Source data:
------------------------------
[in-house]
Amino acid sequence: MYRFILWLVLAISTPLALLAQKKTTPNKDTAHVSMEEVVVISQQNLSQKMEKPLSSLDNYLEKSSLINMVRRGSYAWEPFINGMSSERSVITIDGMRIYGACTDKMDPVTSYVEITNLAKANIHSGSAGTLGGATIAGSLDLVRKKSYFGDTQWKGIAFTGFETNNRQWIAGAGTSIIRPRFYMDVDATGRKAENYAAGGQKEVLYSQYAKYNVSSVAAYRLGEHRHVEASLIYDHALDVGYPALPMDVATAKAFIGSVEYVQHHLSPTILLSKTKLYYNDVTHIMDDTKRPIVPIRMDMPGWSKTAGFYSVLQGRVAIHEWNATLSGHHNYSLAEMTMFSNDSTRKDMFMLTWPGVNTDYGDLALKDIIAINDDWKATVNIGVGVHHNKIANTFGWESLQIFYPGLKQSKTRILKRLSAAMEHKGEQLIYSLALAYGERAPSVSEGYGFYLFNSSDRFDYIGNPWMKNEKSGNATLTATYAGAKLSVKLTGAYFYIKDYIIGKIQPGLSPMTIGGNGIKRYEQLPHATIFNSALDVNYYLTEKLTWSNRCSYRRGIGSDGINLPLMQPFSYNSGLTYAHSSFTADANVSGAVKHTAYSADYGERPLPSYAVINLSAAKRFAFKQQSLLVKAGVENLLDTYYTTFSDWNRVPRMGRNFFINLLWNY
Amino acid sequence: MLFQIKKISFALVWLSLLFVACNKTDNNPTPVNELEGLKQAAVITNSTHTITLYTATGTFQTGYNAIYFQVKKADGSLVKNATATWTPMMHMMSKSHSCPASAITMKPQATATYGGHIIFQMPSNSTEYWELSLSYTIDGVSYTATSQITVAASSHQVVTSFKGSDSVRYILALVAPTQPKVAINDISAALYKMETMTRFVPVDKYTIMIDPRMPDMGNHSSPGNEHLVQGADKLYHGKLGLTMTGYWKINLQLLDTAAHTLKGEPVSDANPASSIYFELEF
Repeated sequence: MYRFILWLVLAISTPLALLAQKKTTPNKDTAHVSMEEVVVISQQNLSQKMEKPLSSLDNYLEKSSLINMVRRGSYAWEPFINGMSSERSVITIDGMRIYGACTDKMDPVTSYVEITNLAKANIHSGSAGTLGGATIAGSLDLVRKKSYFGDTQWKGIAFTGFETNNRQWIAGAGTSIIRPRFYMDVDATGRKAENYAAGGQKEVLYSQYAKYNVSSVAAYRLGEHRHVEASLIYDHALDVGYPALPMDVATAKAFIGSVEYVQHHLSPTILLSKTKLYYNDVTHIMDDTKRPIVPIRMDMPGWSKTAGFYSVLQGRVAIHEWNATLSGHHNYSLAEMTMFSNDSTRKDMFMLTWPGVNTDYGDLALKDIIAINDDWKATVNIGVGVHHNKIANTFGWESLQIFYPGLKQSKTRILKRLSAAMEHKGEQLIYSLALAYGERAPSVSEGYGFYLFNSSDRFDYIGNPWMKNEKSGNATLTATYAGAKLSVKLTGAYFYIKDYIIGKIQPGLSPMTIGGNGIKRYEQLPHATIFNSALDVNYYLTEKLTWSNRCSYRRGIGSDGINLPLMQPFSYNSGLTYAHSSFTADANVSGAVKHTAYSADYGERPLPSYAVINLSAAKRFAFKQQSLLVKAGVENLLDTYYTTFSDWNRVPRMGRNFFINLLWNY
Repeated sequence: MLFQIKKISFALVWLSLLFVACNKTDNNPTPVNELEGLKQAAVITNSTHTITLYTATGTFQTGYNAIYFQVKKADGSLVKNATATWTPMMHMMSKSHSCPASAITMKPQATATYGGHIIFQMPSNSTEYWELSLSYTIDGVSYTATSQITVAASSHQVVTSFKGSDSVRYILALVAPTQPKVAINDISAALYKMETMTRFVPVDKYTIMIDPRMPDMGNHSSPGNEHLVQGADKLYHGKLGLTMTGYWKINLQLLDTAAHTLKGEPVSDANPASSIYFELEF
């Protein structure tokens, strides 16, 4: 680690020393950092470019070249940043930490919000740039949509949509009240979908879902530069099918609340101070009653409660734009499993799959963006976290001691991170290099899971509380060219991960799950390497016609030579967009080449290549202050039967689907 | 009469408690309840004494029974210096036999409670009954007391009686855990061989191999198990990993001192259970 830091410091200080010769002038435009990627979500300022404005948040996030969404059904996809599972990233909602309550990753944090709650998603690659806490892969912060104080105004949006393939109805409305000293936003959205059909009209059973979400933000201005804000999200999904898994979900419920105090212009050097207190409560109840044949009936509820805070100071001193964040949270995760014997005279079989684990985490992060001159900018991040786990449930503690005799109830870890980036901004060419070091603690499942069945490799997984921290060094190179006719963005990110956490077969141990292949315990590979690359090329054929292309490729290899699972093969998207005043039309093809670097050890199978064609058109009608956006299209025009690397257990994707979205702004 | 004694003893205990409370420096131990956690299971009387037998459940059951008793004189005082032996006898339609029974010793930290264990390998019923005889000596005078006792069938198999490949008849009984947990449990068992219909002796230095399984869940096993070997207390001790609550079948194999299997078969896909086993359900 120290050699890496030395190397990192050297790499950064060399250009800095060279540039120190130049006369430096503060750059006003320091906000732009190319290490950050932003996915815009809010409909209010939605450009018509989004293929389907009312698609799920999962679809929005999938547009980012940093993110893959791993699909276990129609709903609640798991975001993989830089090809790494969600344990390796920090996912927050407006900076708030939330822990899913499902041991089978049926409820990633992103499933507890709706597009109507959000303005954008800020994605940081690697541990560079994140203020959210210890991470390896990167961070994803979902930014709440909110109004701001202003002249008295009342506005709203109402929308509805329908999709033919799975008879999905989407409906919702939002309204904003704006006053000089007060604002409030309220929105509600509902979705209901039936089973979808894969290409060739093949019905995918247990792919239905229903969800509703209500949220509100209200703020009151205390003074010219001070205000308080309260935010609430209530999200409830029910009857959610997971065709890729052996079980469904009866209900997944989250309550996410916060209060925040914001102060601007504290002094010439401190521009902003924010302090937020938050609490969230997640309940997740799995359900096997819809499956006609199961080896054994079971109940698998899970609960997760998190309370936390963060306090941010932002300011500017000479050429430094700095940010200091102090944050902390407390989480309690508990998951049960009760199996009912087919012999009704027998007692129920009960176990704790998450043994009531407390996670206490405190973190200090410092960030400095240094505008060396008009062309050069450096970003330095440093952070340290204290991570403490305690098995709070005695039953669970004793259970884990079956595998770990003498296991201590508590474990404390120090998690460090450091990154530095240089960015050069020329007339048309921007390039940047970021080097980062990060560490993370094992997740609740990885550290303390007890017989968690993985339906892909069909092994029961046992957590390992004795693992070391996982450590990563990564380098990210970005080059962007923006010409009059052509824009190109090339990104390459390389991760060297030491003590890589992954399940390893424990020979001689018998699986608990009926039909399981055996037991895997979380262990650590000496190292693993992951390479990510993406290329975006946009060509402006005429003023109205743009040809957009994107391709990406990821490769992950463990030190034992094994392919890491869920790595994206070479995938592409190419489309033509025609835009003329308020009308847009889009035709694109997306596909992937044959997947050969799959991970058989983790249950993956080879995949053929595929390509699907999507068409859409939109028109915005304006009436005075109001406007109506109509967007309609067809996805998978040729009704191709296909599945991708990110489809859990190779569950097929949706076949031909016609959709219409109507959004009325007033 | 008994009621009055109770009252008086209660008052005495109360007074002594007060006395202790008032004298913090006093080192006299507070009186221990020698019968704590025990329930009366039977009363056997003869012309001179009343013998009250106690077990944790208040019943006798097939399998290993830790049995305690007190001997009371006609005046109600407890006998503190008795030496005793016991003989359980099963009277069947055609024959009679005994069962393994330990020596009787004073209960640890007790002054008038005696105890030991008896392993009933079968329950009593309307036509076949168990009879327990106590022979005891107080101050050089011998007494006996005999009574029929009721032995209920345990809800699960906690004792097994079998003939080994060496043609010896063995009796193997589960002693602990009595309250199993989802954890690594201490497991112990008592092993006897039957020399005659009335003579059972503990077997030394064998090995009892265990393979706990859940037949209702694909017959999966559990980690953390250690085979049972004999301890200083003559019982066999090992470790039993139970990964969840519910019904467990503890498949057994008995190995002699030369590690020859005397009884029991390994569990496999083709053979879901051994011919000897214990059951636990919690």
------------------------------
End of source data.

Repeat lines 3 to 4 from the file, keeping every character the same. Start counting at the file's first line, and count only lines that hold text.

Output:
Amino acid sequence: MLFQIKKISFALVWLSLLFVACNKTDNNPTPVNELEGLKQAAVITNSTHTITLYTATGTFQTGYNAIYFQVKKADGSLVKNATATWTPMMHMMSKSHSCPASAITMKPQATATYGGHIIFQMPSNSTEYWELSLSYTIDGVSYTATSQITVAASSHQVVTSFKGSDSVRYILALVAPTQPKVAINDISAALYKMETMTRFVPVDKYTIMIDPRMPDMGNHSSPGNEHLVQGADKLYHGKLGLTMTGYWKINLQLLDTAAHTLKGEPVSDANPASSIYFELEF
Repeated sequence: MYRFILWLVLAISTPLALLAQKKTTPNKDTAHVSMEEVVVISQQNLSQKMEKPLSSLDNYLEKSSLINMVRRGSYAWEPFINGMSSERSVITIDGMRIYGACTDKMDPVTSYVEITNLAKANIHSGSAGTLGGATIAGSLDLVRKKSYFGDTQWKGIAFTGFETNNRQWIAGAGTSIIRPRFYMDVDATGRKAENYAAGGQKEVLYSQYAKYNVSSVAAYRLGEHRHVEASLIYDHALDVGYPALPMDVATAKAFIGSVEYVQHHLSPTILLSKTKLYYNDVTHIMDDTKRPIVPIRMDMPGWSKTAGFYSVLQGRVAIHEWNATLSGHHNYSLAEMTMFSNDSTRKDMFMLTWPGVNTDYGDLALKDIIAINDDWKATVNIGVGVHHNKIANTFGWESLQIFYPGLKQSKTRILKRLSAAMEHKGEQLIYSLALAYGERAPSVSEGYGFYLFNSSDRFDYIGNPWMKNEKSGNATLTATYAGAKLSVKLTGAYFYIKDYIIGKIQPGLSPMTIGGNGIKRYEQLPHATIFNSALDVNYYLTEKLTWSNRCSYRRGIGSDGINLPLMQPFSYNSGLTYAHSSFTADANVSGAVKHTAYSADYGERPLPSYAVINLSAAKRFAFKQQSLLVKAGVENLLDTYYTTFSDWNRVPRMGRNFFINLLWNY